Rose Tattoo

How Long Do Temporary Tattoos Last?

See the science behind the fade.

Rose Tattoo

Tattooing is an art form with ancient roots, going back to the beginning of time (or pretty close to it). In case you’re wondering, Ötzi the Iceman, discovered buried in the Alps in 1991, lived about 5,200 years ago and bears the earliest recorded tattoo. Throughout centuries and across cultures, tattooing has remained integral to different traditions and rituals, while also evolving into a widespread form of personal expression.

With tattoos resurging in popularity in recent years, it can feel like you’re seeing ink everywhere. And you’re not wrong—tattoos are showing up on everyone from Popeye the Sailor, to Lisbeth Salander, to The Hangover II’s Stu. Who can blame you if, just maybe, you kind of want one too…?

As we all know, permanent tattoos last a lifetime, making them a commitment that might not always age as well as you’d imagine. But if you’re tattoo curious, there are plenty of other options available that don’t last as long. Learning what types of temporary tattoos are out there will help you decide which one is right for you—even if you’re not quite ready for the long haul.

What Makes a Permanent Tattoo Permanent?

It’s easiest to understand how temporary tattoos work if you first know how they differ from permanent ones. And when it comes to permanent tattoos, skin-deep doesn’t mean superficial.

By design, tattoo needles are, well, needles, not brushes. So the design isn’t drawn or etched on the epidermis (your skin’s outermost layer); it's actually created by a series of punctures as the needle moves. The needle pushes ink into the dermis (your skin’s deeper layer, which houses collagen fibers, nerves, blood vessels, and the like) which, like any wound, sets off your body’s inflammatory response.

What happens next? Just like any puncture, your body tries to protect itself. Immune system cells soothe the inflammation by absorbing the ink particles. Many of those cells consume the dye, but remain suspended in the dermis. Stuck there and filled with ink, those cells—which are continually trying to “repair” the needle injury—keep your new design visible on the skin. So really, permanent tattoos stay permanent not just because of the needle and ink—but because of your body’s instinct for healing. Pretty cool, right?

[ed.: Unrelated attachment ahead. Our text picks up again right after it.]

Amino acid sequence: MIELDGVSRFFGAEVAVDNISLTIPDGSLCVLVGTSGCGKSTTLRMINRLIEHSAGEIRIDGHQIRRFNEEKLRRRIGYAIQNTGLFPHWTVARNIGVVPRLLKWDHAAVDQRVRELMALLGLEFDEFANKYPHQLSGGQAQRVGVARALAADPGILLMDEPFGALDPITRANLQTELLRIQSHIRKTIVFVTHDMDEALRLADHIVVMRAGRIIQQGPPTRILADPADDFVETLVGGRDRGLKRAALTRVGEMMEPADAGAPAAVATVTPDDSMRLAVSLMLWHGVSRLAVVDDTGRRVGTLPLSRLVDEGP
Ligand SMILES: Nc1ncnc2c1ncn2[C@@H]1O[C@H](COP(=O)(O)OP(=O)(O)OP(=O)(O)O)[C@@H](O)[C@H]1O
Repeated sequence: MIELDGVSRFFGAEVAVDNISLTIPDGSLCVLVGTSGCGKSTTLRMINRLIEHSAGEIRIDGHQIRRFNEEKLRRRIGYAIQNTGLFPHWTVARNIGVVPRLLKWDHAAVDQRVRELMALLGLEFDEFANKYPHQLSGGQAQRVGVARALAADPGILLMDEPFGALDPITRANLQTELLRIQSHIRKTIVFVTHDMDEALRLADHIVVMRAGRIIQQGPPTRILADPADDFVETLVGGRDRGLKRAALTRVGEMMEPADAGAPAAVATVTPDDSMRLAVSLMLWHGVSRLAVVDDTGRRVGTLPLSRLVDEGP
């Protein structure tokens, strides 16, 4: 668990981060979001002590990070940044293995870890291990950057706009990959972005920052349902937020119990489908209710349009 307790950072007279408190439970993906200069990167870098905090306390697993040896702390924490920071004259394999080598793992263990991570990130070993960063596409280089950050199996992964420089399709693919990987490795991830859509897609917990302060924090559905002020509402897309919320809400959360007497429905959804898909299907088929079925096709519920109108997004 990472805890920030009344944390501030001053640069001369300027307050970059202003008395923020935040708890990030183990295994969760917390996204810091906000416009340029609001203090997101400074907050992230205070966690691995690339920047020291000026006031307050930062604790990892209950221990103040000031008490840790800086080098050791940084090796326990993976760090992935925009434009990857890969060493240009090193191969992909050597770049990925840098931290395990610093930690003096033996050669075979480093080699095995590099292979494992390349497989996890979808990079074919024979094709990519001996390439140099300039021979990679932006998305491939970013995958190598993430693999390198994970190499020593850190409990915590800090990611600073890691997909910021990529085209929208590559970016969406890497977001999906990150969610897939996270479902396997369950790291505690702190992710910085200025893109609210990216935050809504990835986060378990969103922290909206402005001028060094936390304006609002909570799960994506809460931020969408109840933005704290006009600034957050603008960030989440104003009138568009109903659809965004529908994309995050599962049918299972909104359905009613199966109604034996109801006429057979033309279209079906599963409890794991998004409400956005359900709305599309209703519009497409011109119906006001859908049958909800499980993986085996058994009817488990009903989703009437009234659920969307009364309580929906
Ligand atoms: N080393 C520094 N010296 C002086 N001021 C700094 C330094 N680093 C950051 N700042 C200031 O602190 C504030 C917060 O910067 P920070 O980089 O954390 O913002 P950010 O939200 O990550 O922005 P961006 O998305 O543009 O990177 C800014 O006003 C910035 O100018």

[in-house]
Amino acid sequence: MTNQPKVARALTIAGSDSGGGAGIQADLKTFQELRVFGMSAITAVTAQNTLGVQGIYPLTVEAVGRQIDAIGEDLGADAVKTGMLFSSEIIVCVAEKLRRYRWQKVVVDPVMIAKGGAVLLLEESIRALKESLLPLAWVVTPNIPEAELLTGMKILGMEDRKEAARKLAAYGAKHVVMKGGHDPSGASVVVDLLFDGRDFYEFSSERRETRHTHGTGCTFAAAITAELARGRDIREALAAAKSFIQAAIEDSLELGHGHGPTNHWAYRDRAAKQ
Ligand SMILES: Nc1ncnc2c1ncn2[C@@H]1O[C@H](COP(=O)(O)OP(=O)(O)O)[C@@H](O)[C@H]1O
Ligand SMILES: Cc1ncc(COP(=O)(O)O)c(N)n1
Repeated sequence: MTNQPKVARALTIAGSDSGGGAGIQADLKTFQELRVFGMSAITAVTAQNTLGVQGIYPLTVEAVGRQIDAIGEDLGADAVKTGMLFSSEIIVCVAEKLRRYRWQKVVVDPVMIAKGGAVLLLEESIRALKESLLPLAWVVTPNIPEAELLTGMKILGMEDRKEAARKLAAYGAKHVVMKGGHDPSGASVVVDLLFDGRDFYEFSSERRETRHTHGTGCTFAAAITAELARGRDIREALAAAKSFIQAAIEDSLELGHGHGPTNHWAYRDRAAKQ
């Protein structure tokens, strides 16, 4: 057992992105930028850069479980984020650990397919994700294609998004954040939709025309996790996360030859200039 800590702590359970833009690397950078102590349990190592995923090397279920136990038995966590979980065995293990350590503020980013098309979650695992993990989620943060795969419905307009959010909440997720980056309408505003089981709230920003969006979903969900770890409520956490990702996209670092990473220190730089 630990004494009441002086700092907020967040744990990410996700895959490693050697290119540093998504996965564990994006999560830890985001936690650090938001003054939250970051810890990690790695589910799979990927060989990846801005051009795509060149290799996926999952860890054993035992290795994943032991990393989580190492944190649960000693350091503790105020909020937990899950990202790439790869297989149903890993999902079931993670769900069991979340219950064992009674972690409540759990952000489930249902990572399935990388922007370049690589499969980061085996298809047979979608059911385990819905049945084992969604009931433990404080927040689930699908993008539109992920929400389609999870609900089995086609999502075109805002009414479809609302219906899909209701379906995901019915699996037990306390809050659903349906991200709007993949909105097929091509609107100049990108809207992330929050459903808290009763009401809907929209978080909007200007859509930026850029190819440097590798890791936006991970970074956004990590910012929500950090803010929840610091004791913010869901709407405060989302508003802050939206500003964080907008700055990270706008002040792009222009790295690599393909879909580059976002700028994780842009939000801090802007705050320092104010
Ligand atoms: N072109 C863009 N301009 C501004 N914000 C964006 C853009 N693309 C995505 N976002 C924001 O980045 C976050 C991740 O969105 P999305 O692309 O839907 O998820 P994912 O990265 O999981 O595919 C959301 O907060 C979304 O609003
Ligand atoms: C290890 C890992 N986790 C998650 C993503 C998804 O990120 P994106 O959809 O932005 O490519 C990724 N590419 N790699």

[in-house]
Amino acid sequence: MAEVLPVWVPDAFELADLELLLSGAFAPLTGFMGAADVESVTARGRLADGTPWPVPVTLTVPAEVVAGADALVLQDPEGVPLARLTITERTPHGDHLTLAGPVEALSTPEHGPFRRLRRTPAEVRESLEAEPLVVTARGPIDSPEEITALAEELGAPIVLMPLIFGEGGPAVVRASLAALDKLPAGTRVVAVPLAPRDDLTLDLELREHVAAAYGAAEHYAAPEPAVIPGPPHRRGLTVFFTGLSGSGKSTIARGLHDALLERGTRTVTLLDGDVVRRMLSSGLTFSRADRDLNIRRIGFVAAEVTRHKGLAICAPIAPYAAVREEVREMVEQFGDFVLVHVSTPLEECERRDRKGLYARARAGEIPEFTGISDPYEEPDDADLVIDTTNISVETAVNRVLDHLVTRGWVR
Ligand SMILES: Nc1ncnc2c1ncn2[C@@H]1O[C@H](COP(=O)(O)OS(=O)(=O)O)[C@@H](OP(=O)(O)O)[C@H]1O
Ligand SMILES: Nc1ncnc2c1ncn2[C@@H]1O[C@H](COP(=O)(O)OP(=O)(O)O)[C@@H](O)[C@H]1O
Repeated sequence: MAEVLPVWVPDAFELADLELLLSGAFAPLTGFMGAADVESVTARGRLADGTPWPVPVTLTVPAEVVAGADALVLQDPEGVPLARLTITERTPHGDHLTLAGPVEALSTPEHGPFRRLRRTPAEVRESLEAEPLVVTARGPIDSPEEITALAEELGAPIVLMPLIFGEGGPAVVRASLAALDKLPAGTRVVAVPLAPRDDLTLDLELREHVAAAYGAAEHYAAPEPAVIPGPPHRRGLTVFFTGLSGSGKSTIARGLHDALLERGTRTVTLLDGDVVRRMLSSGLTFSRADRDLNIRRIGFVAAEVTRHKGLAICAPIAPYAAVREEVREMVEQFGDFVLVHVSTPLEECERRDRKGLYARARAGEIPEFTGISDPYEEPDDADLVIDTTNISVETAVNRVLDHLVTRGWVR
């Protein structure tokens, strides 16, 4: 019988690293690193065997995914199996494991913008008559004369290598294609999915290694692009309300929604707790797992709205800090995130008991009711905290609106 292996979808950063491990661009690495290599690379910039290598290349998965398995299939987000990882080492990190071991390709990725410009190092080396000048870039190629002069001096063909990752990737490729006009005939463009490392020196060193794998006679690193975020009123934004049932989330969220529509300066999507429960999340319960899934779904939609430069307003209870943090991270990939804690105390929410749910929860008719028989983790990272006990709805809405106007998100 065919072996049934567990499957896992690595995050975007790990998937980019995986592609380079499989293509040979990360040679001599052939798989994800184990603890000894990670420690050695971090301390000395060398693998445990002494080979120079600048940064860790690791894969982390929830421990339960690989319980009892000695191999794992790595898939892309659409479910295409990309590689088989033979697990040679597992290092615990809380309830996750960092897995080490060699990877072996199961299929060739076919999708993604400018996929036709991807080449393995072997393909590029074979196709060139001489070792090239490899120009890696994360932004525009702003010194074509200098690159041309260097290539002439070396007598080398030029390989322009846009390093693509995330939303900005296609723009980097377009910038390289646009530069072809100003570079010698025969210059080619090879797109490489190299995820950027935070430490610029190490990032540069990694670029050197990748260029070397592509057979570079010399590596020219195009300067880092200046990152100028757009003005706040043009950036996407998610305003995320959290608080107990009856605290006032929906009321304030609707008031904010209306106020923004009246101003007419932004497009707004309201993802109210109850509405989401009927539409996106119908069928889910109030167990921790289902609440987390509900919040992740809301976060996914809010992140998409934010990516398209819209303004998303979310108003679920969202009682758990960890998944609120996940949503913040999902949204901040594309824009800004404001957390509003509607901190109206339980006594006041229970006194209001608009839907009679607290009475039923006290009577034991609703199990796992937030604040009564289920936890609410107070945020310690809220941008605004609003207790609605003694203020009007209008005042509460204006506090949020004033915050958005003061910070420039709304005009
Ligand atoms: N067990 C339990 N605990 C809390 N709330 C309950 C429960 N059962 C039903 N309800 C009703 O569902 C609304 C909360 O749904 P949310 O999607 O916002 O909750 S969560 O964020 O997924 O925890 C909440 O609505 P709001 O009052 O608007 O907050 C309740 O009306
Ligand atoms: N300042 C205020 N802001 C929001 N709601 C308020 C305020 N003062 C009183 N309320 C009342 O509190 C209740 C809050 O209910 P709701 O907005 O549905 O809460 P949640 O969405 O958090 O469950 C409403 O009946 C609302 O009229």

TL;DR: for permanent tattoos, ink enters underneath the top skin layer. For (most) temporary tattoos, ink remains on that top layer.

How temporary is your temporary tattoo?

It Depends on the Type. Most temporary tattoos (we’ll discuss the exception in a moment!) don’t last for more than a couple of weeks. It’s possible to make your temporary tattoo last longer by taking extra care of its exposure—covering it while washing, wearing loose-fitting clothing that won’t chafe, etc.—but remember: the epidermis naturally regenerates every two weeks. And because the ink from temporary tattoos usually remains on that outer layer of skin, it will disappear on the same timeline as your skin’s renewal cycle.

Within the world of temporary tattoos, there is some variation. Variety is, after all, the spice of life.

Sticker Tattoos: Easily applied, these can last anywhere from a couple of days to a couple of weeks, depending on the quality. You or a friend can do it yourselves—all you need is 30 seconds and a wet paper towel to press the decal onto your skin. These tattoos are also easy to remove with the help of rubbing alcohol or baby oil.

Airbrush Tattoos: These traditionally last just a few days, since they’re applied by an artist using a spray gun, special body paint, and stencils to achieve the design. They’re fragile enough that soap, water, moisturizer, and sweat can start to remove the tattoo.

Henna: Plant-based henna ink gets applied to your skin without a needle and typically lasts 1-2 weeks depending on how often the decorated area is exposed to water. You can apply it yourself or have a friend help. Ephemeral: And finally, the exception—unlike other temporary tattoos, an Ephemeral is applied by world-class tattoo artists using a needle, just like a permanent tattoo. However, Ephemeral’s patented ink is semi-permanent and naturally biodegradable. Even though the ink enters beneath the skin like permanent ink, it’s made to dissolve over time—making it a long lasting, real temporary tattoo that fades in 9-15 months.

Ready to Explore the World of Temporary Tattoos?

If you want a tattoo without the lifetime commitment, getting a temporary tattoo is a good way to get going. And at Ephemeral, you can experience getting a real tattoo while knowing that your design is made-to-fade in 9-15 months, meaning it can evolve with your tastes and your lifestyle. Tattoos allow us to use our skin as another form of expression, and they should be for everyone.

For those of us at Ephemeral, tattoos are serious fun. Our passion drives us to innovate every step of the process, from developing our patented ink to making our studio welcoming, inclusive spaces. Seems revolutionary? We think so, too. And yes, Ephemeral tattoos really do fade.